Rhythm Tutor

Rhythm Tutor


Disclaimer

This essay does not describe an existing computer program, just one that should exist. This essay is about a suggested student project in Java programming. This essay gives a rough overview of how it might work. I have no source, object, specifications, file layouts or anything else useful to implementing this project. Everything I have prepared to help you is right here.

This project outline is not like the artificial, tidy little problems you are spoon-fed in school, when all the facts you need are included, nothing extraneous is mentioned, the answer is fully specified, along with hints to nudge you toward a single expected canonical solution. This project is much more like the real world of messy problems where it is up to you to fully the define the end point, or a series of ever more difficult versions of this project, and research the information yourself to solve them.

Everything I have to say to help you with this project is written below. I am not prepared to help you implement it; or give you any additional materials. I have too many other projects of my own.

Though I am a programmer by profession, I don’t do people’s homework for them. That just robs them of an education.

You have my full permission to implement this project in any way you please and to keep all the profits from your endeavour.

Please do not email me about this project without reading the disclaimer above.

In 4/4 musical time, if you only use 8th notes, quarter notes, half notes, or whole notes there are only a limited number of possible rhythms. At each time slot there can be sound or silence. The previous note can be tied/joined to the previous or not.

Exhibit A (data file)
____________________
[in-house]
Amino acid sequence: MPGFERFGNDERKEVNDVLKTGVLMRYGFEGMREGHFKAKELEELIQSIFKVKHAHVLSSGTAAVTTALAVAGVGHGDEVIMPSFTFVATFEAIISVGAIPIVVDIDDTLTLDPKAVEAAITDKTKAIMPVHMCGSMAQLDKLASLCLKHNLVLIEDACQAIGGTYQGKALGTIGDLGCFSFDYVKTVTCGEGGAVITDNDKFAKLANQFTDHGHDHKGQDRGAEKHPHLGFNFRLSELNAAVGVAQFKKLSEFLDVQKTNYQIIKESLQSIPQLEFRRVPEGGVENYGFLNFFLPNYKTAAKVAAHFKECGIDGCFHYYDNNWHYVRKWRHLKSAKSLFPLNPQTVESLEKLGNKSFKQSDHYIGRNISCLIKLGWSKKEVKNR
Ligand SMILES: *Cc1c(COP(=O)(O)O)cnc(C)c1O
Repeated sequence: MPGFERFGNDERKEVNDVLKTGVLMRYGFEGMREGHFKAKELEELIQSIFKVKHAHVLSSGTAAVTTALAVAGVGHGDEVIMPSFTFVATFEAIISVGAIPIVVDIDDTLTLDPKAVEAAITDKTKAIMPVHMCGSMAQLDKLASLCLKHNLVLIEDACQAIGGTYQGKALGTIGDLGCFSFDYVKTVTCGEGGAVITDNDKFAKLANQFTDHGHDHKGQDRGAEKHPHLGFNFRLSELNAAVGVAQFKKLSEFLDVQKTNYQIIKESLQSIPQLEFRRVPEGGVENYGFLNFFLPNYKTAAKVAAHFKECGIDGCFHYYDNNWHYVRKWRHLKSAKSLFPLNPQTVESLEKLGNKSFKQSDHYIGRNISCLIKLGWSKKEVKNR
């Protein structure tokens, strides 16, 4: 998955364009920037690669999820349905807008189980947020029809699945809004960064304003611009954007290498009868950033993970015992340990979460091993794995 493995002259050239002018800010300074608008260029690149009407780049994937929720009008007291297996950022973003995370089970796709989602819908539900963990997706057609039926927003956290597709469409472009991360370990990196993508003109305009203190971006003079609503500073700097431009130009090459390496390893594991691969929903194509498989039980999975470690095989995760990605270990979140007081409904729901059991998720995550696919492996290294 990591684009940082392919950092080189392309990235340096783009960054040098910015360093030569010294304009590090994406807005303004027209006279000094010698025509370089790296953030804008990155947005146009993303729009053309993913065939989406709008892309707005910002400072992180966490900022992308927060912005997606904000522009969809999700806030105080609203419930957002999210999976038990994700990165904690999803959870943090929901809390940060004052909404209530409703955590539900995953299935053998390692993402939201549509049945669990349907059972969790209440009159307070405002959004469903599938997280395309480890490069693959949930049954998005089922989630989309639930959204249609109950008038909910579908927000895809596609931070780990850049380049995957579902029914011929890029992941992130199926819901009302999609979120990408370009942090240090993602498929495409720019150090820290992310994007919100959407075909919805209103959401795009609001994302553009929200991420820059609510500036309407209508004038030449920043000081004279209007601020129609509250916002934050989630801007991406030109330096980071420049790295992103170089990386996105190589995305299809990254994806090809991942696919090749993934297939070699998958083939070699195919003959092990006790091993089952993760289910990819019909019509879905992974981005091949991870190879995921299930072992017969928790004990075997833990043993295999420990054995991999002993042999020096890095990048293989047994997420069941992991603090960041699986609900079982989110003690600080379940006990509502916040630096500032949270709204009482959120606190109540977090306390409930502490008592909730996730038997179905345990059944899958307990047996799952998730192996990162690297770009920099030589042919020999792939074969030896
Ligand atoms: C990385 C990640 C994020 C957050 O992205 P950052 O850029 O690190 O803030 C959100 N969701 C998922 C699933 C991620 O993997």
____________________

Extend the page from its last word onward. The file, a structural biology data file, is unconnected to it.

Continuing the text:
It is thus possible to enumerate all possible rhythms and display the traditional music notation for them. All you need is a Unicode font that has glyphs for the four notes, or you can use png images, and combine them on a Canvas.

You can also make the sounds, either with MIDI (Musical Instrument Digital Interface) (which Java now supports), or with mathematically synthesized sound.

You let people chose the rhythms and then hear them. You can make it into a game. You play the rhythm, and they have to guess which musical notation corresponds.

You make the first note of each monotonous bar a little louder.

Other than 4/4 time you could do 3/4 or 5/5 or 6/6 etc.

You could use 1/3 notes, 1/5 notes. You could superimpose two rhythms on top of each other. What does a 6 beat rhythm sound like on top of a 7? The idea is to give a musician a tools to become exhaustively familiar with all the possibilities rather than sticking in familiar ruts.

Here is another similar projects you could tackle: play scales in tunings based on different numbers besides 12, e.g. where each note is the 16th root of two larger than the last, rather than the 12th root. You calculate the twelfth root of 2 as Math. pow( 2, 1.0d/12.0d ) in Java.

Experiment with what the analogous chords and arpeggios sound like.

Try transposing some public domain music such as Bach’s counter point to your new tunings to see what it sounds like.

Your program could be an application, and Applet or a JWS (Java Web Start) app.

Applet
Canvas
Font
JWS
MIDI
Name That Tune
power
root
Scorch
sound
Unicode

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